I was shocked because the contractions I was having did not feel like what I imagined 7 cm contractions would feel like. She recommended I get in the labor tub to sort of catch up with myself for a minute and relax before things got even more intense.  So at about 6:45 pm I was in the tub. It felt amazing. My doula spread the scent of lavender and her and the midwife helped me breath through contractions in the water. Before I left my room for the tub, my midwife told me to let her know if I felt any pressure or need to push when I was in there. That most likely meant baby was coming down and I would have to get out and get back to my room as quickly as possible. So I had one contraction and was fine. I had another and felt the pressure.  

I let her know and she said, “okay, let’s do another one and see if the feeling remains and if it does, we’ll get you out and back to the room.”

I felt it more with the third contraction in the water. I immediately stood up in the tub when it was done and said “yep, feeling is still there.”

So we headed back to my room. I had a contraction right as I got to my bed and said to my doula, “I can’t do this.”

She said, “you’re already doing it, it won’t be long now.” I knew as soon as she said it, from my research, that she was right. I got up on the bed and set the back straight up so I could lean over it during contractions which quickly became more serious. I asked for the music to be turned off and my doula rubbed a cold washcloth over my forehead which was one of the most amazing feelings at that moment.

The midwife checked me and said there was a little bit of cervix left to go but I was almost there. I knew from the experience of my son that it would not be long.  The same thing happened with him and 10 minutes after my doctor said that to me, I was ready to push. The midwife was having me sit back on my knees with each contraction and really let gravity do its work.  I became very quiet and internal during the contractions and had the sensation that I was having a bowel movement. In the next second I thought, that’s the baby coming down. I said to the midwife “my body is pushing on its own, she’s coming on her own.”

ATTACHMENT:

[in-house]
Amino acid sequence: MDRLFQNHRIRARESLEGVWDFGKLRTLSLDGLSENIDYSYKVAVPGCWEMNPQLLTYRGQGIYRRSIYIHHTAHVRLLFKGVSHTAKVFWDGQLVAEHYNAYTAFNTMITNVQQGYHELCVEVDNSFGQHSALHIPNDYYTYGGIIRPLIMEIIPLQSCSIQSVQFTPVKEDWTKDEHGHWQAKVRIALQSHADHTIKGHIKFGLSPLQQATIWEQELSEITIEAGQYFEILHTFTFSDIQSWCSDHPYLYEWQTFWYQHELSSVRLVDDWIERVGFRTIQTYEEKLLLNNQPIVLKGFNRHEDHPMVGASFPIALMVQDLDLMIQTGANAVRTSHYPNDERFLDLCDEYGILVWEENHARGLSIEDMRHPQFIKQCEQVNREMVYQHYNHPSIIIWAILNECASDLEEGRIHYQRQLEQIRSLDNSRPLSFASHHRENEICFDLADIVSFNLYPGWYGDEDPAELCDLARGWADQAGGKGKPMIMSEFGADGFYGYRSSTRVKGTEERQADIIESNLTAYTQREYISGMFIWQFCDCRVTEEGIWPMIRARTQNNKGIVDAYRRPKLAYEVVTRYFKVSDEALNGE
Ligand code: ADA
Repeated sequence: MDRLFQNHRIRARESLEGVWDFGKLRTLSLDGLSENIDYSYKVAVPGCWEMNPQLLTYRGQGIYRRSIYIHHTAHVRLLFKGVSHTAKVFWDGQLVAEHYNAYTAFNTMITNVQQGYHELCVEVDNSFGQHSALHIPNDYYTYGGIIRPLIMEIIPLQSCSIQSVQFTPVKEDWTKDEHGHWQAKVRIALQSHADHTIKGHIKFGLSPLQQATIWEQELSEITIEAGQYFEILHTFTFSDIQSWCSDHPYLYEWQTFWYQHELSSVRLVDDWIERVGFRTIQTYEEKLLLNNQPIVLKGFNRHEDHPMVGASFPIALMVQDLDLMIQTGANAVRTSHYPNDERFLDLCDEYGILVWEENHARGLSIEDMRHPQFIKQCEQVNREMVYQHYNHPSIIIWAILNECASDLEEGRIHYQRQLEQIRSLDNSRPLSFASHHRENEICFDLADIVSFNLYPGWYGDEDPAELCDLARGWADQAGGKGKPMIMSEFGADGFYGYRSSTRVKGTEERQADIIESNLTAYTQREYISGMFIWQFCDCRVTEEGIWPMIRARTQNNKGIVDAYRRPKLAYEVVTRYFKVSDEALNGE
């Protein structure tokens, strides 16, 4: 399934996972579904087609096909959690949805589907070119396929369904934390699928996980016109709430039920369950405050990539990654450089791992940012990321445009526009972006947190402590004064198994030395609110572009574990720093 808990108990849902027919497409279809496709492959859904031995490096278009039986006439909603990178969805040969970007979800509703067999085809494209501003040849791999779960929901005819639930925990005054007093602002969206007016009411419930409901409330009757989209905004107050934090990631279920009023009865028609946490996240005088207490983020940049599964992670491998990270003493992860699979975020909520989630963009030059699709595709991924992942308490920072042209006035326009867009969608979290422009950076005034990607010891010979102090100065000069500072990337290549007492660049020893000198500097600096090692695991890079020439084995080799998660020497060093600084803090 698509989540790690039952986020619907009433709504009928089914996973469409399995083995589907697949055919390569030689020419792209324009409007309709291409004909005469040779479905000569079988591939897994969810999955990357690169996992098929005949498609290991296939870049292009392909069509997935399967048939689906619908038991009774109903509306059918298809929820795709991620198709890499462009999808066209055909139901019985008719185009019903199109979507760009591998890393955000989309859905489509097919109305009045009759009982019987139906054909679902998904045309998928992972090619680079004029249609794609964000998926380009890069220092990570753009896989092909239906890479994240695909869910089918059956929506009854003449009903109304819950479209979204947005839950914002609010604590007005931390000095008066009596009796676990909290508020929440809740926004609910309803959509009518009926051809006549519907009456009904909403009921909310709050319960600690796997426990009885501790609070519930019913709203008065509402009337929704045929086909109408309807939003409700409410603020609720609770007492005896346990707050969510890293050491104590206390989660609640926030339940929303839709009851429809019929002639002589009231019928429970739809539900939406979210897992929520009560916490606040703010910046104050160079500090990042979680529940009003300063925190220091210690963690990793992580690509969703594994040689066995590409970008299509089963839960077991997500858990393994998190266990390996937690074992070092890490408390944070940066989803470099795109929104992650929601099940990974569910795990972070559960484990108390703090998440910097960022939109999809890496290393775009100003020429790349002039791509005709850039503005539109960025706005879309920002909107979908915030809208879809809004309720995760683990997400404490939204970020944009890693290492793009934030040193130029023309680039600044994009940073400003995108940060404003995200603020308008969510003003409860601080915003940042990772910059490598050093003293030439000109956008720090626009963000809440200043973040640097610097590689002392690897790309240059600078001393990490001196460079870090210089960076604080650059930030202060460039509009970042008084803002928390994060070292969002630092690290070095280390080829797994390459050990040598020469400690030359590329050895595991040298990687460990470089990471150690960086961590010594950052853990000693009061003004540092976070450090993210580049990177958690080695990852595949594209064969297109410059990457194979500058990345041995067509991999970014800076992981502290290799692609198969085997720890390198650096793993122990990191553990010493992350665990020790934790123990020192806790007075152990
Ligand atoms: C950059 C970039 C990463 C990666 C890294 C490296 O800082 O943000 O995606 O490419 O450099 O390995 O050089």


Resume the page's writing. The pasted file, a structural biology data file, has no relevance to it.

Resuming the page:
She said “okay, well try not to, because I don’t know what your cervix is doing yet.”

I thought to myself I don’t know how to stop it from happening, it just is.  The midwife asked for me to turn at least on my side so she could check again to make sure I was good to push. The only problem with that was during my pregnancy I had horrible pelvic pain from everything loosening and stretching like it was supposed to. Adding the extra pressure of baby coming down and moving in any other way other than upright was excruciating. I managed to slither, for lack of a better word, onto my side.  She checked me and I was ready to go.

I had a sudden rush of fear.  I went to push with the next contraction and I felt just the beginning of the ring of fire. That was the only time I let out a scream. I instantly thought, “oh no, I don’t want to do this anymore, no way.” But I knew, it would be over soon and the head was the hardest part. I had to 5-second pep talk myself and just go for it.  That’s what I did. Let me tell you one more time, that ring of fire is nothing to mess around with. But it was the most amazing feeling to be able to feel her head coming. I reached down and felt her as she was crowning. I will never forget how slimy and wonderful her head felt to me and how I’m 90% sure I said the actual word “ick” as I wiped the slime off on my thigh.  Her head was almost out, probably to her nose, when I stopped the push I was doing and I thought, “nope, I don’t want to sit here in this much pain with her head just sitting there, just a little more of her head to go.” I gave half of  another push and I felt her head come the rest of the way.

One of the best parts was looking down at her and watching her turn herself like they are supposed to. I saw her face and she was already screaming. I was thinking “okay, just her body now, one more push and you’re done,” when the midwife said “do you want to pull her the rest of the way? Grab under her arms.”  

I didn’t even respond. I instinctively reached down while I was pushing, scooped her under her arms and pulled her up onto my chest. She slid right out, I laughed and said, “I am woman, hear me roar!”

The things you say in a baby induced oxytocin high.

We did delayed cord clamping, the midwife let me feel her cord pulse. The placenta was delivered and she brought it over to me to explain all the parts of it which was amazing to me.  My mom was even looking at me in awe. My husband cut the cord and she was weighed and measured. Adeline Rebecca was 7 pounds 9.5 ounces and 21 inches long. I was able to nurse her immediately and she was a champion from the beginning. The nice thing is that even though I was not able to deliver in the Birth Place, I was able to recover there. They wheeled me and baby to the new room with a queen size bed, rocking chair, and private bathroom.  My husband and I curled up in the bed with Adeline so he could do some skin to skin contact with her. She was awake, alert, and making eye contact with us as if she was as amazed by us as we were by her: 100% the plan.

Birth experience and photographs submitted by Kathryn Garceau. 

Never Underestimate the Power of YOURSELF!

Never Underestimate the Power of YOURSELF!